I have found Callan thrilling, despite a limited amount of any 'action'. Instead, I spend many episodes with fingers clenched, breath held, as the tension rises. My favourite episode so far has been Heir Apparent, which saw Callan and colleague Toby Meres attempting to get a fellow agent across the East-West German border. I want to say that, being partly set abroad with more action and a larger role for Meres, it made for a different sort of episode of Callan. Yet there are numerous episodes I could say this of for one reason or another. Diversity is certainly one of the show's strengths.

I have recently reached the end of Callan's black and white episodes and have always had a slight feeling of apprehension about the colour ones. Will this wonderfully grim, spies-in-the-shadows programme work so well in colour? I hope so.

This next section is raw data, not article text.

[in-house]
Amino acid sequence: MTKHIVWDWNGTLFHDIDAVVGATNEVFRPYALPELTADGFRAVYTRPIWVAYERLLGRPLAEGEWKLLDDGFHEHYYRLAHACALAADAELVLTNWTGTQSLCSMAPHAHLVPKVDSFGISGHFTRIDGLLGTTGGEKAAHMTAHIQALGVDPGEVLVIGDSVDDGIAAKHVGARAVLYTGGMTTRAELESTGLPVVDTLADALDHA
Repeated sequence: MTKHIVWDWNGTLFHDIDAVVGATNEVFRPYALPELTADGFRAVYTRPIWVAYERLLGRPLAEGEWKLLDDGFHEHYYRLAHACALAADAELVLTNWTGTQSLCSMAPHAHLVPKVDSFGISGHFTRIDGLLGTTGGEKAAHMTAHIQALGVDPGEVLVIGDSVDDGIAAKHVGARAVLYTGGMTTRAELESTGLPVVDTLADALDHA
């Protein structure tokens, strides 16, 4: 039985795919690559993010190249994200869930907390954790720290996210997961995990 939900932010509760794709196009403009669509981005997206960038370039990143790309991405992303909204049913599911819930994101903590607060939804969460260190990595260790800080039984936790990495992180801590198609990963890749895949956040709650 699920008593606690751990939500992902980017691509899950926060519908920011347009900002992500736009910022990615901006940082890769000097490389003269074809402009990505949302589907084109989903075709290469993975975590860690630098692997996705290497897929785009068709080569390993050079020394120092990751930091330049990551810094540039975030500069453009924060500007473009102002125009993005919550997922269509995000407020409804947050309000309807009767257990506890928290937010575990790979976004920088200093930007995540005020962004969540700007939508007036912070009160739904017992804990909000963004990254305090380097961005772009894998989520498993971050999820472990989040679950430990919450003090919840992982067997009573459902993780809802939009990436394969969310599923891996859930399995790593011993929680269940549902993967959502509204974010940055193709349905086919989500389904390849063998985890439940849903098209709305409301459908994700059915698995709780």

Public Eye


Frank Marker eschews the description of 'private detective', preferring 'inquiry agent'. He takes on anything from missing persons to divorce cases. He has been based in London, Birmingham and Brighton, as well as having a spell inside.

Callan and Public Eye will be forever linked in my mind because I first saw them both around the same time and after only one episode I ordered box sets of both. For Public Eye, the episode in question was My Life's My Own. I had found it gripping in a different way to Callan. Whilst Callan was all about the suspense, Public Eye was more intriguing. The plot of My Life's My Own concerns a mysterious young girl who tries to commit suicide and we uncover details at the same rate Frank does.

When I first sat down with the box set I was to discover that the earlier episodes of Public Eye were very different, with Frank trekking his way around the glummest-looking parts of London and Birmingham in search of information. I loved these early episodes too though, as we know so little about Frank and I enjoyed trying to spot any sort of insight into his character. At present, I am in Windsor with Frank. He has recently moved from Brighton where he became 'Frank' far more than 'Marker'. The series in Brighton focussed far more on Frank himself and after the previous veil of mystery, it was superb to get to know him at last.